The Google App store has been attacked once again by malicious software. This time no fewer than 25 affected apps have been found.
I understand the findings were announced by a mobile security company called Lookout. A spokesperson for the company believes the malware is likely to have been created by the same developer who created the DroidDream malware found last March. This was found in 50 Google Apps.
Lookout says that the malicious code is simpler this time than the previous incarnation. The company have nicknamed it DroidDream Light, and thinks that it has probably infected up to 120,000 Android users’ handsets.
Lookout also says that this awful malicious coding is activated after downloading simply by a phone call. In turn, information identifying the user from the infected handset is sent to one of three remote servers. I’m not sure how the company worked that out, but I am concerned though that a user’s unique identifiers together with information about programs installed on the handset is known.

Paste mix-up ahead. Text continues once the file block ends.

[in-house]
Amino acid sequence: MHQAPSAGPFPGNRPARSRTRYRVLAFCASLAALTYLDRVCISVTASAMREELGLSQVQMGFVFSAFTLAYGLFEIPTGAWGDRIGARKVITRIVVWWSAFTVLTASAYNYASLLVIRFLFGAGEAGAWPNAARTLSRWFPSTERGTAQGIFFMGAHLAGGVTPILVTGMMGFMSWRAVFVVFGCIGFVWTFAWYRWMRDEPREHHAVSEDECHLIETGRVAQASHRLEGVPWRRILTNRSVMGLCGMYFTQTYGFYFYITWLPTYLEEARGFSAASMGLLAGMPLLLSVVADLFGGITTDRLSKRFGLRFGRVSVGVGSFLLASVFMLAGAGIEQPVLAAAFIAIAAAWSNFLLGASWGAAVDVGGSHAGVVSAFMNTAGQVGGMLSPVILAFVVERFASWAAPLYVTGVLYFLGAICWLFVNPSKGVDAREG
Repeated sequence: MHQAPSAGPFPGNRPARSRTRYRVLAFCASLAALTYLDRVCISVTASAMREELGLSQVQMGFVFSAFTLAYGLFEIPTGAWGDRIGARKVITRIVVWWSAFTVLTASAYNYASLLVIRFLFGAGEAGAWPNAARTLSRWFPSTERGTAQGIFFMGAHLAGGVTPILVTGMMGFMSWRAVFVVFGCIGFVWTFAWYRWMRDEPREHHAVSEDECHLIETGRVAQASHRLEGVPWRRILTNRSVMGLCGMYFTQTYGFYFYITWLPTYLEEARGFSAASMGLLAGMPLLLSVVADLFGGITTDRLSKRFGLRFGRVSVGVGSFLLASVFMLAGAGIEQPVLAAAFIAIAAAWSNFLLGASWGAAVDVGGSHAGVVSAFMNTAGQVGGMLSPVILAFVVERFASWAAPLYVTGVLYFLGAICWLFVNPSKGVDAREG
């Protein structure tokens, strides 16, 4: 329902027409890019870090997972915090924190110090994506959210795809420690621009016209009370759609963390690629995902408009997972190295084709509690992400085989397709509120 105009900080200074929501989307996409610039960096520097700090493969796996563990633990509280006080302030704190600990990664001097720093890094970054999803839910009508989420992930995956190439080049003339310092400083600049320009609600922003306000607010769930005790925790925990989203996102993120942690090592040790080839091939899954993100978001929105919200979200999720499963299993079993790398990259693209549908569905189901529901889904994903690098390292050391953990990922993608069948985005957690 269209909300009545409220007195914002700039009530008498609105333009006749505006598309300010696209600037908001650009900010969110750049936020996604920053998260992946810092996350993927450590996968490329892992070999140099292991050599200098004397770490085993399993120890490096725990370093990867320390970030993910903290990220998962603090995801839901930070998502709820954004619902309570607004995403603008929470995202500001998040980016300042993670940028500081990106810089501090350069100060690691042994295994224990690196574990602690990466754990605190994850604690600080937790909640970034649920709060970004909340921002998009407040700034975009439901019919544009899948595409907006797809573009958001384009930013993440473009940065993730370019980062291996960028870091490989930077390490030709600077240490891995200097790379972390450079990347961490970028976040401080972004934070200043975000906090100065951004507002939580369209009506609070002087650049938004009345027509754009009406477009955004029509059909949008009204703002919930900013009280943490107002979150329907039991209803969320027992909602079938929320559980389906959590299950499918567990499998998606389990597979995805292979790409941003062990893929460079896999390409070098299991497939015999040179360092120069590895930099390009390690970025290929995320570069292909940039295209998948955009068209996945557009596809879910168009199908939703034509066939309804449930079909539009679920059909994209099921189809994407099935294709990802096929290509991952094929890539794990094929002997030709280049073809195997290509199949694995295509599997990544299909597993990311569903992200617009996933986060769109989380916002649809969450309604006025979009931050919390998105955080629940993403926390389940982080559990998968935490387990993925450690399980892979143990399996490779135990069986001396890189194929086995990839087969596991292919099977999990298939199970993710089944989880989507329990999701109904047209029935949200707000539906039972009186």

What’s more the malicious application can also install even further malicious software. However in order to do so the user must confirm this is what they want. But how often are we guilty of just clicking yes, without really knowing what we are agreeing to in the first place?
How do you know your handset is infected? Lookout’s Chief Technology Officer Kevin Mahaffey told blogs.forbes.com “When you download apps, if some sexy girl app needs to access your phone’s state and identity, that’s a tip off something weird is going on.”